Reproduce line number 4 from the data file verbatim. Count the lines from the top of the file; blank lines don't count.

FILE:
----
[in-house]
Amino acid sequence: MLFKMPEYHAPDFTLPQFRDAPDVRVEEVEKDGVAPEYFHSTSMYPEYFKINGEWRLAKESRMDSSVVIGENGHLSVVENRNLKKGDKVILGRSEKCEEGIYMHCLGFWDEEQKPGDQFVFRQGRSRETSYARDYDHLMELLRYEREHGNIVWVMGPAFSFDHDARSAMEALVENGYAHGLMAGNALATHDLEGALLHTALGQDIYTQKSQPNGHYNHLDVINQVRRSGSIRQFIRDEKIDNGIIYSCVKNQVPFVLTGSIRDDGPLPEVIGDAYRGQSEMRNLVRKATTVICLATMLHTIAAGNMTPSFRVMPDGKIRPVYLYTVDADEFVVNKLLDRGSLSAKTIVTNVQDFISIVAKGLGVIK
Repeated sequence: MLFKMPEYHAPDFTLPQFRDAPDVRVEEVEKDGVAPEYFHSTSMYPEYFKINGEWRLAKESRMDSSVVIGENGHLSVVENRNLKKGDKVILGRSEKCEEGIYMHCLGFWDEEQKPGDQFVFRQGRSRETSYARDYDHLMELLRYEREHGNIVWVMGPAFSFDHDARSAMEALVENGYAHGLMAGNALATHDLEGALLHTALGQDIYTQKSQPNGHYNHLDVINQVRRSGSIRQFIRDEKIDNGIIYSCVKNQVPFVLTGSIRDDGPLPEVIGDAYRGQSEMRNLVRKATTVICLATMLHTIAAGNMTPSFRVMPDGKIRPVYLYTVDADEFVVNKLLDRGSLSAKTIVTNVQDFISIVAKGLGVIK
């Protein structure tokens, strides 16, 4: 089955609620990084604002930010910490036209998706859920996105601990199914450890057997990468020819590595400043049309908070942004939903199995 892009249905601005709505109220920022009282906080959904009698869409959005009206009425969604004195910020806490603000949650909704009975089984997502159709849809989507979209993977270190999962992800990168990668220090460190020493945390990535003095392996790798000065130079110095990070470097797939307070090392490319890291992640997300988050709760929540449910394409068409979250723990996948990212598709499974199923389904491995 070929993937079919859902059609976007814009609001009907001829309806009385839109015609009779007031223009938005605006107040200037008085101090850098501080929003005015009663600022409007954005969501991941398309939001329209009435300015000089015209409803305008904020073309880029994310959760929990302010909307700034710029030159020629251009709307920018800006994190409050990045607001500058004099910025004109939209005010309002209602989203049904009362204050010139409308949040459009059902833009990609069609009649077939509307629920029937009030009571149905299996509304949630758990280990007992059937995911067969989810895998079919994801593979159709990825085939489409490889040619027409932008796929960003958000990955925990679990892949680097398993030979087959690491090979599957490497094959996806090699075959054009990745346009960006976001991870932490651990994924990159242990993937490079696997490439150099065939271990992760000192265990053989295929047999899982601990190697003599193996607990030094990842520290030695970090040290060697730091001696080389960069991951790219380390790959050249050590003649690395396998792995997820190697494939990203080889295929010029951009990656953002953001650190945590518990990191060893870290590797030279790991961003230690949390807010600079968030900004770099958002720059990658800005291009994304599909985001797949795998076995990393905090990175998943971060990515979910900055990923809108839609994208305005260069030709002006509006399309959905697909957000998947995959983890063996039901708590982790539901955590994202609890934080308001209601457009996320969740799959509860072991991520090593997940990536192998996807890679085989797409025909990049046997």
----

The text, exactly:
């Protein structure tokens, strides 16, 4: 089955609620990084604002930010910490036209998706859920996105601990199914450890057997990468020819590595400043049309908070942004939903199995 892009249905601005709505109220920022009282906080959904009698869409959005009206009425969604004195910020806490603000949650909704009975089984997502159709849809989507979209993977270190999962992800990168990668220090460190020493945390990535003095392996790798000065130079110095990070470097797939307070090392490319890291992640997300988050709760929540449910394409068409979250723990996948990212598709499974199923389904491995 070929993937079919859902059609976007814009609001009907001829309806009385839109015609009779007031223009938005605006107040200037008085101090850098501080929003005015009663600022409007954005969501991941398309939001329209009435300015000089015209409803305008904020073309880029994310959760929990302010909307700034710029030159020629251009709307920018800006994190409050990045607001500058004099910025004109939209005010309002209602989203049904009362204050010139409308949040459009059902833009990609069609009649077939509307629920029937009030009571149905299996509304949630758990280990007992059937995911067969989810895998079919994801593979159709990825085939489409490889040619027409932008796929960003958000990955925990679990892949680097398993030979087959690491090979599957490497094959996806090699075959054009990745346009960006976001991870932490651990994924990159242990993937490079696997490439150099065939271990992760000192265990053989295929047999899982601990190697003599193996607990030094990842520290030695970090040290060697730091001696080389960069991951790219380390790959050249050590003649690395396998792995997820190697494939990203080889295929010029951009990656953002953001650190945590518990990191060893870290590797030279790991961003230690949390807010600079968030900004770099958002720059990658800005291009994304599909985001797949795998076995990393905090990175998943971060990515979910900055990923809108839609994208305005260069030709002006509006399309959905697909957000998947995959983890063996039901708590982790539901955590994202609890934080308001209601457009996320969740799959509860072991991520090593997940990536192998996807890679085989797409025909990049046997």